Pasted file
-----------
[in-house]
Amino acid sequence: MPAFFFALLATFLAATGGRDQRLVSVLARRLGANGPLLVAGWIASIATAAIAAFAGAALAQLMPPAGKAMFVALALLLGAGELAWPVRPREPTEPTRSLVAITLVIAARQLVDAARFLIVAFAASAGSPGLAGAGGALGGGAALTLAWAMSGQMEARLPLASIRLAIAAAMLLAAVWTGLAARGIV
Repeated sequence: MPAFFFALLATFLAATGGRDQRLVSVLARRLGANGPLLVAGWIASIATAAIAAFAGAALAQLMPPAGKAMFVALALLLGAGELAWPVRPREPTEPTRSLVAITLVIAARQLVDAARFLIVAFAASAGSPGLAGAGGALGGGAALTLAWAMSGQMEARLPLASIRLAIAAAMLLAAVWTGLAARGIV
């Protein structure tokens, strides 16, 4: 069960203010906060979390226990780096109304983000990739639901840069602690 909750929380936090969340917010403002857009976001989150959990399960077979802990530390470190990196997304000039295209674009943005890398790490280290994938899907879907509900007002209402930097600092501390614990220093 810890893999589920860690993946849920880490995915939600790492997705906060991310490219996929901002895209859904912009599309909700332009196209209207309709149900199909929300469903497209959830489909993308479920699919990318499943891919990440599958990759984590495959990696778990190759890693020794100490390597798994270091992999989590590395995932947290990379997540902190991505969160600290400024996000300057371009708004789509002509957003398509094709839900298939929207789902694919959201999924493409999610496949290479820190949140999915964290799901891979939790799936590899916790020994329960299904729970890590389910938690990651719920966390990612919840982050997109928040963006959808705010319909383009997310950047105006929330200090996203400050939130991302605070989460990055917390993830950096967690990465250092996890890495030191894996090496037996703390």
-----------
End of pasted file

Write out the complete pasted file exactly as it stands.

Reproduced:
[in-house]
Amino acid sequence: MPAFFFALLATFLAATGGRDQRLVSVLARRLGANGPLLVAGWIASIATAAIAAFAGAALAQLMPPAGKAMFVALALLLGAGELAWPVRPREPTEPTRSLVAITLVIAARQLVDAARFLIVAFAASAGSPGLAGAGGALGGGAALTLAWAMSGQMEARLPLASIRLAIAAAMLLAAVWTGLAARGIV
Repeated sequence: MPAFFFALLATFLAATGGRDQRLVSVLARRLGANGPLLVAGWIASIATAAIAAFAGAALAQLMPPAGKAMFVALALLLGAGELAWPVRPREPTEPTRSLVAITLVIAARQLVDAARFLIVAFAASAGSPGLAGAGGALGGGAALTLAWAMSGQMEARLPLASIRLAIAAAMLLAAVWTGLAARGIV
């Protein structure tokens, strides 16, 4: 069960203010906060979390226990780096109304983000990739639901840069602690 909750929380936090969340917010403002857009976001989150959990399960077979802990530390470190990196997304000039295209674009943005890398790490280290994938899907879907509900007002209402930097600092501390614990220093 810890893999589920860690993946849920880490995915939600790492997705906060991310490219996929901002895209859904912009599309909700332009196209209207309709149900199909929300469903497209959830489909993308479920699919990318499943891919990440599958990759984590495959990696778990190759890693020794100490390597798994270091992999989590590395995932947290990379997540902190991505969160600290400024996000300057371009708004789509002509957003398509094709839900298939929207789902694919959201999924493409999610496949290479820190949140999915964290799901891979939790799936590899916790020994329960299904729970890590389910938690990651719920966390990612919840982050997109928040963006959808705010319909383009997310950047105006929330200090996203400050939130991302605070989460990055917390993830950096967690990465250092996890890495030191894996090496037996703390």